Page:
Aziz Ansari Writes and Stars in the Netflix Original Show “Master of None”

Aziz Ansari Writes and Stars in the Netflix Original Show “Master of None”

We all dive into new TV shows with our own expectations based on other shows we’ve watched in the past, so when I first saw Aziz Ansari’s new show “Master of None” on Netflix, I immediately thought: Tom Haverford. Ansari’s character from “Parks and Recreation” was so brilliant that I half expected Ansari to create another version of the same character.
But surprisingly, Ansari completely broke off from “Parks and Recreation” and created a show that is different and much better.

People have compared “Master of None” (created by Ansari and Alan Yang, a writer on “Parks and Recreation”) to other situation comedies about young people trying to find their way through life in New York City — “Girls,” “Broad City” and “Louie.” Perhaps comparing these shows about millennials struggling in the city is giving into “the beast” of expectation, but it still gives you some idea of what Ansari’s show is like. Ansari’s character Dev is a variously employed actor drifting through life with his buddies. Sometimes seeking advice from their elders, but more often from the Internet, Dev and his friends meander through casting calls, “Sherlock” viewing parties, failed dates and successful ones with a self-aware cluelessness, all carrying the certain air that says “eh, we’re figuring it out as we go along.”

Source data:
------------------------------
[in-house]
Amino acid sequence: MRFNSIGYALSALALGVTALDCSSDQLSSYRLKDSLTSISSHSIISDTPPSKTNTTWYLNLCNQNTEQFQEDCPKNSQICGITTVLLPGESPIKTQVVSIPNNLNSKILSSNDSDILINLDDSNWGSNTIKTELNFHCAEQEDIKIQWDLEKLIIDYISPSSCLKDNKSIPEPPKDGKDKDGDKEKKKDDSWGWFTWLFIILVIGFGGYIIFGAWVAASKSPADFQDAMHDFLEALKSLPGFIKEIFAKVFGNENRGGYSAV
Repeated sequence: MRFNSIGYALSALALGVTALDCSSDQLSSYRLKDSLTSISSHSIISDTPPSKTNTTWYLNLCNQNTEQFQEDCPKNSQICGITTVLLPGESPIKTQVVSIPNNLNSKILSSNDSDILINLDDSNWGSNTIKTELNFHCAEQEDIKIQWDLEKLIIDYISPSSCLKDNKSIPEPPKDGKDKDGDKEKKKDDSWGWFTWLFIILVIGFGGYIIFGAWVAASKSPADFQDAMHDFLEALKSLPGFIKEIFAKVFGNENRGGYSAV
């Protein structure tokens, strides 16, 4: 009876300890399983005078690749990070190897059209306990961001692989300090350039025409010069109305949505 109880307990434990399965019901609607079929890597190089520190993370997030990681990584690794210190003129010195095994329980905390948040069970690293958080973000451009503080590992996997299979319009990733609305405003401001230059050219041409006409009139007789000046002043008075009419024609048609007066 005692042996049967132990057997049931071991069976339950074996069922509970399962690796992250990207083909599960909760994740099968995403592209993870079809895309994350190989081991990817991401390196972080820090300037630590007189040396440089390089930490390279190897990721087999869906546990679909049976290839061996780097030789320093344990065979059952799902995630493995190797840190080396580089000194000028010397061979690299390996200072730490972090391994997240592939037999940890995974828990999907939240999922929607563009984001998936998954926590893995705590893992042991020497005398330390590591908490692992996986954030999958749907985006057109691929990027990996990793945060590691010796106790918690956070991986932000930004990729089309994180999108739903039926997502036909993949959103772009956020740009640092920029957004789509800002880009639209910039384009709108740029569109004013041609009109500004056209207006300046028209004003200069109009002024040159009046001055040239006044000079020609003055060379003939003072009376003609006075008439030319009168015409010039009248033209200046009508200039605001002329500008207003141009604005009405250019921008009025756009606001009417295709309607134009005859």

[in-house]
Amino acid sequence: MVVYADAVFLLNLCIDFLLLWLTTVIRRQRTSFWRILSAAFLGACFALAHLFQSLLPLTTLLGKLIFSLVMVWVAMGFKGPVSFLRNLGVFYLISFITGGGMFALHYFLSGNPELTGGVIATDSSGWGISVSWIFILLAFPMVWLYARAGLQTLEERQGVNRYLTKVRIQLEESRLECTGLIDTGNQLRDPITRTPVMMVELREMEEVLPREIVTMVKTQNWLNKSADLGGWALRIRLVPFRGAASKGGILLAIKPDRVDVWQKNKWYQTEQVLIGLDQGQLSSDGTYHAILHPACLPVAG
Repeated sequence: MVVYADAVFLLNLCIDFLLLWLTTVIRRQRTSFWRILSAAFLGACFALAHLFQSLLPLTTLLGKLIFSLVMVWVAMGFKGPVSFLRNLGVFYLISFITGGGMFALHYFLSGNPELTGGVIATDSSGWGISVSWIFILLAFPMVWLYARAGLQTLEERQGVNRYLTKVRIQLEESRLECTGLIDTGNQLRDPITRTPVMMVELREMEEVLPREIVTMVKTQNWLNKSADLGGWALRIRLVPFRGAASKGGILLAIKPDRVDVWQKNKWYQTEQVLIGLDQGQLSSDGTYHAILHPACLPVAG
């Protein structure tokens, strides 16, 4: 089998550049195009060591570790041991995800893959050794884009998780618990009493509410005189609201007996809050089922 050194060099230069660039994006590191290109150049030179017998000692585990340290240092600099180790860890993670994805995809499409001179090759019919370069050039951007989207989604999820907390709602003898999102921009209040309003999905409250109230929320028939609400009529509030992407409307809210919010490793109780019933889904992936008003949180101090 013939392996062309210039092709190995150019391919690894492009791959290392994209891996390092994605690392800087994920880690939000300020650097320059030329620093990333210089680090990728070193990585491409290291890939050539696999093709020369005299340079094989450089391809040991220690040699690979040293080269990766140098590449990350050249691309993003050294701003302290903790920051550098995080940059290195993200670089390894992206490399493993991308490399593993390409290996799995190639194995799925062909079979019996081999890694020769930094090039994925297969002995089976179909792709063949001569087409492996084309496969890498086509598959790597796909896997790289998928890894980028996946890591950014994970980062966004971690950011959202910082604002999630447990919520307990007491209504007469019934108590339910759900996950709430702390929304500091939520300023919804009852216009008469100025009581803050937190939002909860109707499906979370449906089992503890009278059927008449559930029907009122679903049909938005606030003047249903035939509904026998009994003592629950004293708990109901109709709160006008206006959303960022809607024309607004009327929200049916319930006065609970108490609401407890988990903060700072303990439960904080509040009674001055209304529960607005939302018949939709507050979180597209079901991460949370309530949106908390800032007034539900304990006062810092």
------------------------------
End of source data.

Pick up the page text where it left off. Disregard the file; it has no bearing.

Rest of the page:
It is certainly an intriguing show. Some of the dialogue can be maddeningly wooden or overacted, but the overall character development slowly draws you in, not to mention the alluring aesthetics. You’ll notice right away how artsy it is with a wide aspect ratio, understated visual style and cinematic camera work; it sometimes feels like a production made for the film festival circuit. The honesty of its pretentious nature — title cards straight out of ‘60s French cinema — is laughable and ultimately slightly endearing.

Ansari is at his best when tackling racism in the film industry, though he doesn’t tackle the issue so much as he dances with it. When Dev and a fellow Indian actor end up competing for the same spot, he accidentally obtains an executive’s racist email that reads “there can’t be two.” Dev’s strategy sessions with friends about sucking it up for the money or threatening to leak the emails — and ultimately his meetings with the white executive who tries to apologize and to curry his favor — are all simultaneously hilarious and sadly on point. Moments like that are the show’s satirical high points. Ansari and Yang fail to hit the mark as well when it comes to women’s issues, but there is a good episode later on in which Dev’s female friends explain how they navigate a world that can be dangerous and degrading for them as women, and eventually Dev learns to embrace feminism.

The show meshes the personal as well as the political very well. Though Dev is still partially a man-child, eternally less-than-prepared for the full responsibilities of the real world, he is likeable because at the end of the day, he is real. He and his friends crack immature jokes, look out for each other and make plenty of mistakes. They deal with their parents, awkwardly fight with bartenders and get freaked out by the thought of having kids. They’re not whiny, boring cutouts of millennials saying lines for laughs, but wittier reflections of reality. That’s what makes them so charming.
Dev is not as silly as the materialist entrepreneur Tom Haverford from “Parks and Recreation” and “Master of None” is not as upbeat as his previous work. As much as I want to live in Leslie Knope and Tom Haverford’s sunny Pawnee, I may very well end up living in Dev’s New York City. And I wouldn’t mind that.